Irreverent local monologuist Josh Kornbluth turns his considerable powers of pondering to Andy Warhol's Ten Portraits of Jews of the Twentieth Century. Raised atheist by Marxist parents, Kornbluth reacted strongly when he first saw Warhol's 1980 exhibit at The Contemporary Jewish Museum of San Francisco. Commissioned by the museum to explore his unease on stage, Kornbluth developed his latest one-man show, Andy Warhol: Good for the Jews?, turning his theatrical monocle on pop art, cultural Judaism, and what on god's green earth Warhol's motives were.
Grief - and what occurs in the space between loss and healing - is explored via Jenny Schwartz's adeptly fragmented prose in God's Ear. When a couple's son drowns, they're bowled over by the expected guilt, love, and pain. But life's ceaselessly marching parade of waiting rooms and loose teeth and barroom insults don't stand quietly by until the confusion passes.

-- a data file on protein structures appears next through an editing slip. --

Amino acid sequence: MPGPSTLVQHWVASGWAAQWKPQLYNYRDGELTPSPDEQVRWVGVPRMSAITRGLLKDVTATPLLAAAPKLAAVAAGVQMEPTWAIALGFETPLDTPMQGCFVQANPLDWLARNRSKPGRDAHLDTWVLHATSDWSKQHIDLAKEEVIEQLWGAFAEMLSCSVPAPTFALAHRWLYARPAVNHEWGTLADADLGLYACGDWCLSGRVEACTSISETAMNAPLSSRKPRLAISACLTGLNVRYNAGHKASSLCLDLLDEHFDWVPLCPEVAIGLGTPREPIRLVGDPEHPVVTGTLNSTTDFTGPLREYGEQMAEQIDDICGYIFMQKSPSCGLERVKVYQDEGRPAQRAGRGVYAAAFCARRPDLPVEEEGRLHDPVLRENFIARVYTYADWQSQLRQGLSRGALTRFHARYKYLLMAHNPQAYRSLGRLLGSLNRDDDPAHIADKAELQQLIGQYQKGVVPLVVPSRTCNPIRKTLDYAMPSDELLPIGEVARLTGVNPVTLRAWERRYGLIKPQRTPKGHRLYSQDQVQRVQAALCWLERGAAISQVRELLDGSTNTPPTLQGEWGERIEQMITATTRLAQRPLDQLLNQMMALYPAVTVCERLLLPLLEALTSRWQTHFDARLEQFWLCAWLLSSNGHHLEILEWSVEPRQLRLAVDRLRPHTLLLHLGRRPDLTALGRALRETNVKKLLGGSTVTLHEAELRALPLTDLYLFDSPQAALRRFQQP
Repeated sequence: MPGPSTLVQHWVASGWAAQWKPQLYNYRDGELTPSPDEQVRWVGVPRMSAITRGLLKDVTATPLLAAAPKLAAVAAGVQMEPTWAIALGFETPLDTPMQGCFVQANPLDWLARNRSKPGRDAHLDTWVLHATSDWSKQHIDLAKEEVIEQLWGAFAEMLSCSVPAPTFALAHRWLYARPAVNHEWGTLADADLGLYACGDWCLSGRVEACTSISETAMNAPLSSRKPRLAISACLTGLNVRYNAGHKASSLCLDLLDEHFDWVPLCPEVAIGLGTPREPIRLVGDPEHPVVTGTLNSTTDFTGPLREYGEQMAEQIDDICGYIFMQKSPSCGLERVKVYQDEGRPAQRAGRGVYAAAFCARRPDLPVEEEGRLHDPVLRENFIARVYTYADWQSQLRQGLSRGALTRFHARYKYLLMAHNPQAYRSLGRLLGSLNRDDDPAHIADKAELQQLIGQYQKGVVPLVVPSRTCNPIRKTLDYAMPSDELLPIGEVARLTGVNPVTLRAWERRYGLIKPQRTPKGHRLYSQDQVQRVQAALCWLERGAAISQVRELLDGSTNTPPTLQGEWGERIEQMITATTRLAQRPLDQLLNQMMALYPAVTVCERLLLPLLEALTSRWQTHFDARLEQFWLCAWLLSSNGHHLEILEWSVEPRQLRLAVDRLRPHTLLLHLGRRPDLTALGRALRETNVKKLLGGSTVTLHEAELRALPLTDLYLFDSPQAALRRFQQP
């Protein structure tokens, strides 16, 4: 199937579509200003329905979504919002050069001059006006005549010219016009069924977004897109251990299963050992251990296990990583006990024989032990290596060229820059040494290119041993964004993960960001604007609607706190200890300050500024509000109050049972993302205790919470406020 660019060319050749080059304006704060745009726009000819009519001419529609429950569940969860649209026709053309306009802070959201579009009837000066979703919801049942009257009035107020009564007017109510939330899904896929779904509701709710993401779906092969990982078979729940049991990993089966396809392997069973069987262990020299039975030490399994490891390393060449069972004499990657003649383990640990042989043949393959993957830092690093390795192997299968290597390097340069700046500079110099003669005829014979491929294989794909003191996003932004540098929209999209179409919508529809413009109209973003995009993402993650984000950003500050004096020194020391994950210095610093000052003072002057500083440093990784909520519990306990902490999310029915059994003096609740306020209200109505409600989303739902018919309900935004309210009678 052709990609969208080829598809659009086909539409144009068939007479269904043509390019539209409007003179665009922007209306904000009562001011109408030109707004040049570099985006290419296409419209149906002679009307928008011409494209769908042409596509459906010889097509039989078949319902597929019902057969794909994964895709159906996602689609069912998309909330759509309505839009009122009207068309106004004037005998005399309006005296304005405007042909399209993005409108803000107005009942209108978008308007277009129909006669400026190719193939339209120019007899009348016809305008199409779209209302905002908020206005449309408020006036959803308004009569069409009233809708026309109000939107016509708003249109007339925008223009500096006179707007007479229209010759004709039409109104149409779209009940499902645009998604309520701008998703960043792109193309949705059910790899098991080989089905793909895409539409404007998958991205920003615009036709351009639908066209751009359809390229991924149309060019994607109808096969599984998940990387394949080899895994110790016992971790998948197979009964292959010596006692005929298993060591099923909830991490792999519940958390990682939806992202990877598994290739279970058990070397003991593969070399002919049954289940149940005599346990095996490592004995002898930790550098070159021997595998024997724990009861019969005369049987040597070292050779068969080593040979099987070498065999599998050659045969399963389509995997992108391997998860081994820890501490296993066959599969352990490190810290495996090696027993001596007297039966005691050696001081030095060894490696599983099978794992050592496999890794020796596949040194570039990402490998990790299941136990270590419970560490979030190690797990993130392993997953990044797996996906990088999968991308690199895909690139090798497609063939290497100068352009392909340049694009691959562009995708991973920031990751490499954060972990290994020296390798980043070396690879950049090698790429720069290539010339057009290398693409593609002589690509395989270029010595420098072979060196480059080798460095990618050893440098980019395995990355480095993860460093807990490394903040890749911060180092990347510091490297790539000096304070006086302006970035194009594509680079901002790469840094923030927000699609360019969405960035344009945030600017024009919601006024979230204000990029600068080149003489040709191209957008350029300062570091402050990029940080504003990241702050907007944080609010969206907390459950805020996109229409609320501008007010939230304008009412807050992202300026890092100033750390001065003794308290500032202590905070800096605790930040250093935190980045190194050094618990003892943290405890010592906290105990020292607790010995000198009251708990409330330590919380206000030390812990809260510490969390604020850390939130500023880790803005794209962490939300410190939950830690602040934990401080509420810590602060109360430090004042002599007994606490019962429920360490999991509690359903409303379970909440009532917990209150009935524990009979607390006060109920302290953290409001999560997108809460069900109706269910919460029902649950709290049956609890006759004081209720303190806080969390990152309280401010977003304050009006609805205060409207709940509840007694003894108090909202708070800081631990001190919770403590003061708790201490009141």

Schwartz's fragmented language and director Erika Chong Shuch's swirl of movement are a compelling frame for the bravery and mistakes and hallucinations (in the guise of cameos by the Tooth Fairy and G.I. Joe) that occur as parents navigate their loss.